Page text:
Bay ‘dead zone’ still bad in ’09, But scientists have new knowledge of how it works

By PAMELA WOOD, Staff Writer
11/27/09, The Capital, Annapolis, MD

Courtesy photo 

Unusual weather conditions – dry weather in Pennsylvania and New York and a wet summer in Maryland and Virginia – threw off scientists’ predictions, but gave them new understanding into how the dead zone works.

"It was a pretty insightful year for us," said Bill Dennison, a University of Maryland Center for Environmental Science professor and vice president who leads the research team.

The dead zone is caused when the nutrients nitrogen and phosphorus flow into creeks, rivers and the bay from sewage plants, septic systems, farms and stormwater runoff.

In the water, the nutrients fuel the growth of algae blooms, which suck life-sustaining oxygen from the water when they decompose. The result is that vast stretches of the bay’s water is inhospitable to fish, crabs and shellfish.

Nutrients flowing in from all parts of the bay contribute to the dead zone, but scientists have figured out that fluctuations in spring rains and stream flows in the Susquehanna River can cause a measurable shift in how big the dead zone is.

But this year, the Susquehanna watershed in Pennsylvania and New York was dry, meaning fewer nutrients flowed south into the bay.

There was still a significant dead zone, however, which Dennison and his team attribute to nutrients flowing into the bay from Maryland and Virginia rivers during the rainy summer.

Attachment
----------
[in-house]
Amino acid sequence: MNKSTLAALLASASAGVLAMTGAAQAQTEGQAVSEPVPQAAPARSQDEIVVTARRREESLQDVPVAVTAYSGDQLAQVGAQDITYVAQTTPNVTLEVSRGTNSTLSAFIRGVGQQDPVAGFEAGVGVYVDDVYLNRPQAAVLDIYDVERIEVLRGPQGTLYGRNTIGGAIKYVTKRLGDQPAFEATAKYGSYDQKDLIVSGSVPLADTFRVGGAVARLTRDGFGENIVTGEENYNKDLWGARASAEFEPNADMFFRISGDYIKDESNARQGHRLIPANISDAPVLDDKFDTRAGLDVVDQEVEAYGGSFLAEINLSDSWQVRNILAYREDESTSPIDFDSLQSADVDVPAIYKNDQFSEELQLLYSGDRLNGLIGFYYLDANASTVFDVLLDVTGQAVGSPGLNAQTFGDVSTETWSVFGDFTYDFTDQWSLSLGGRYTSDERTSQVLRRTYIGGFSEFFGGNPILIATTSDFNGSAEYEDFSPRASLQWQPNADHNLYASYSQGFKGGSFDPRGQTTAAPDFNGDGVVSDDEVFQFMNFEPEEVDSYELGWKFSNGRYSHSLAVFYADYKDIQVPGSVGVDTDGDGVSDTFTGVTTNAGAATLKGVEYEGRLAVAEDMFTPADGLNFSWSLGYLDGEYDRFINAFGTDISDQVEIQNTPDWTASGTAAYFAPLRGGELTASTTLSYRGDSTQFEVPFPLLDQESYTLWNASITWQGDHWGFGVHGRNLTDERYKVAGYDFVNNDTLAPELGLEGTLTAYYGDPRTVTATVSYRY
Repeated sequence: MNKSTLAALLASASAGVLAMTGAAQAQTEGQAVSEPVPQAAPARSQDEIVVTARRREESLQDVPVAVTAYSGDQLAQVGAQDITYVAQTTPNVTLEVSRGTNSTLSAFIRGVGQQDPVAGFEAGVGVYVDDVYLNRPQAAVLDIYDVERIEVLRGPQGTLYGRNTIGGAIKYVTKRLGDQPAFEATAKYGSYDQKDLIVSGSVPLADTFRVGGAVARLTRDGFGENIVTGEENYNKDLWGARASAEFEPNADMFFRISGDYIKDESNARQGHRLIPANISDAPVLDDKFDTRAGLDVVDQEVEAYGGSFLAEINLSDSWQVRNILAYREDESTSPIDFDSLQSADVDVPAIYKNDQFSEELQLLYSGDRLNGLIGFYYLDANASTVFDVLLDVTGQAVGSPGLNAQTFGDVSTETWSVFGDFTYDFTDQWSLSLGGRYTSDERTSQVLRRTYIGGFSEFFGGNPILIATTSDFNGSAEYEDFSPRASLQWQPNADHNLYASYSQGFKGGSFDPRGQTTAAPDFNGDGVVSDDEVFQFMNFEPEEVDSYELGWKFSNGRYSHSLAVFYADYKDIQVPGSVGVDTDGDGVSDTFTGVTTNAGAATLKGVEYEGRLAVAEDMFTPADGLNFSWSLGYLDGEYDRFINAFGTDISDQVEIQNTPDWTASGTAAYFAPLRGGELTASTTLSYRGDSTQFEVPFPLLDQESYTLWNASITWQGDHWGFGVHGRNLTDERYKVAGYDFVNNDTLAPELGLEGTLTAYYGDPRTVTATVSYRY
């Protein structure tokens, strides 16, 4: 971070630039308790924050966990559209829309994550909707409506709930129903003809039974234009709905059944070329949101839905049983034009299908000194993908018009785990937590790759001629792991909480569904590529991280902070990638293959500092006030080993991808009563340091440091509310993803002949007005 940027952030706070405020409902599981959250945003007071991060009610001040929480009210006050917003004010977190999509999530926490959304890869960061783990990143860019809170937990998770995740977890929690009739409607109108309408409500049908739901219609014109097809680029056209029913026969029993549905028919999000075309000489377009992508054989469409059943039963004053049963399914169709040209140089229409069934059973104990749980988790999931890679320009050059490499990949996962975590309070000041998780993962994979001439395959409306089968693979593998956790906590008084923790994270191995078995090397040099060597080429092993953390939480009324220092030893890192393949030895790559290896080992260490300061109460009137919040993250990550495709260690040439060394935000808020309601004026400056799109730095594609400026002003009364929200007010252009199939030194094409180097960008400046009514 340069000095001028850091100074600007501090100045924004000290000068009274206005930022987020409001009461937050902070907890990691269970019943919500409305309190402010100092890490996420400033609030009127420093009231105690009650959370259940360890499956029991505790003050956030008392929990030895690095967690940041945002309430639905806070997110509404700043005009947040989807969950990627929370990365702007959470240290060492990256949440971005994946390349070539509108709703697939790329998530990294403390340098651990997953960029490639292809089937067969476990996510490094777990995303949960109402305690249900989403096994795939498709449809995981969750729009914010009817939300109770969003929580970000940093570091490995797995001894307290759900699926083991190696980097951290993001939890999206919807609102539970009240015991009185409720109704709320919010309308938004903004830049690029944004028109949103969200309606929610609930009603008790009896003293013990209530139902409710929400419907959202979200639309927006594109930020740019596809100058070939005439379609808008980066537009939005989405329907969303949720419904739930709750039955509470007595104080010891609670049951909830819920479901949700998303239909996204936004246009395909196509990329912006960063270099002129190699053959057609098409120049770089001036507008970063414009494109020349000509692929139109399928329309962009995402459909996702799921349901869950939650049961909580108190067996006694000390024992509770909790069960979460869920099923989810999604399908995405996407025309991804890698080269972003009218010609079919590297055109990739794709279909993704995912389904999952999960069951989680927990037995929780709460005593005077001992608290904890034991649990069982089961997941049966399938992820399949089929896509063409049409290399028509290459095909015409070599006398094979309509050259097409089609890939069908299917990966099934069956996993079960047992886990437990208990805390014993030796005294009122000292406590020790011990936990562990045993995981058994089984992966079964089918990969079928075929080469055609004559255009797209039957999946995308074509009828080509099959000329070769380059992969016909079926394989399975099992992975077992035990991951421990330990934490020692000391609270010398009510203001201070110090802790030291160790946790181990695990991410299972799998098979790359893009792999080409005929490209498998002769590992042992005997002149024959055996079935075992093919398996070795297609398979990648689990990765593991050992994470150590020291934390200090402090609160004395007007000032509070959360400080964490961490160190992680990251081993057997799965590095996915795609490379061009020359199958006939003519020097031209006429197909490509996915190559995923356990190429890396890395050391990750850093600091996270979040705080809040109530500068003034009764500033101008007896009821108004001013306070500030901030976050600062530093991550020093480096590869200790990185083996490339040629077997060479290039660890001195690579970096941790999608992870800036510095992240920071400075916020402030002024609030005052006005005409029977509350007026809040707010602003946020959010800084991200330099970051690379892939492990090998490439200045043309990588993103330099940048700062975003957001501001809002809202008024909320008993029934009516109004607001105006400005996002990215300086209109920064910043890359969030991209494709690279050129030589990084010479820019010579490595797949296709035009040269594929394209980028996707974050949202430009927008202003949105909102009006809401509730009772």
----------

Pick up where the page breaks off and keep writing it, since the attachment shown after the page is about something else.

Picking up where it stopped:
In other words, "We got to average in a different way," Dennison said.

And the message to people who live in the bay’s watershed and to decision-makers is that nutrients matter to the health of the bay, no matter where they are coming from, Dennison said.

Beth McGee, a scientists with the nonprofit Chesapeake Bay Foundation, said the dead zone data shows that the bay continues to be unhealthy.

"The bottom line is it fluctuates a little bit, but it’s all unacceptable," McGee said.

She said another year with another big dead zone shows the importance of the federal government’s effort to create a "pollution budget" for the bay and for Congress to pass legislation to ramp up bay restoration efforts.

"We need to do things differently," she said.

To measure the dead zone, scientists from the university and government agencies test water at more than 160 locations around the bay. They sample at different depths at each location.

There are distinctions within the dead zone. Hypoxia, or low oxygen, is 2 mg of oxygen per liter of water or below. Anoxia, the most truly dead water, is 0.2 mg/l or below.

In 2009, the hypoxic zone was larger than average, while the anoxic zone was just slightly smaller than average. Both measurements were deemed "moderate" by scientists.

Rockfish, shad, perch and clams need at least 5 mg/l, spot can survive at 2 mg/l, crabs need 3 mg/l and worms need 1 mg/l.

When faced with a lack of oxygen, fish and crabs will move to healthier waters. But oysters are stuck on the bottom, where they can die.

The University of Maryland teams don’t venture up into the bay’s rivers to test for oxygen. But riverkeepers and other advocates say they find the same dead zone phenomenon in the rivers, too.